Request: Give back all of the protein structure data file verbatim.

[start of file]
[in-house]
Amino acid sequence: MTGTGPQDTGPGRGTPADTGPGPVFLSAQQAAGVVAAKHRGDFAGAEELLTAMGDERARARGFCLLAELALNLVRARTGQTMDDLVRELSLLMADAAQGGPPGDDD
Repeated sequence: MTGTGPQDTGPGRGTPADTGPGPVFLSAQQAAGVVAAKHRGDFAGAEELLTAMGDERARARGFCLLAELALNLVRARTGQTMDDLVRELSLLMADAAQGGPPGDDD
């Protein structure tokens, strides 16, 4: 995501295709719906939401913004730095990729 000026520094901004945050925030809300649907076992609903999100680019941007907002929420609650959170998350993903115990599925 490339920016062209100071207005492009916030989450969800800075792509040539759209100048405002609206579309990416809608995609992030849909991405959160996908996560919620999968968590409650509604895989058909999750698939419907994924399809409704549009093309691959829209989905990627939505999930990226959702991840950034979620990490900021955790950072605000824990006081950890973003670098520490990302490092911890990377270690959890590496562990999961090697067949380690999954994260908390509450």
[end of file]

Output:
[in-house]
Amino acid sequence: MTGTGPQDTGPGRGTPADTGPGPVFLSAQQAAGVVAAKHRGDFAGAEELLTAMGDERARARGFCLLAELALNLVRARTGQTMDDLVRELSLLMADAAQGGPPGDDD
Repeated sequence: MTGTGPQDTGPGRGTPADTGPGPVFLSAQQAAGVVAAKHRGDFAGAEELLTAMGDERARARGFCLLAELALNLVRARTGQTMDDLVRELSLLMADAAQGGPPGDDD
């Protein structure tokens, strides 16, 4: 995501295709719906939401913004730095990729 000026520094901004945050925030809300649907076992609903999100680019941007907002929420609650959170998350993903115990599925 490339920016062209100071207005492009916030989450969800800075792509040539759209100048405002609206579309990416809608995609992030849909991405959160996908996560919620999968968590409650509604895989058909999750698939419907994924399809409704549009093309691959829209989905990627939505999930990226959702991840950034979620990490900021955790950072605000824990006081950890973003670098520490990302490092911890990377270690959890590496562990999961090697067949380690999954994260908390509450």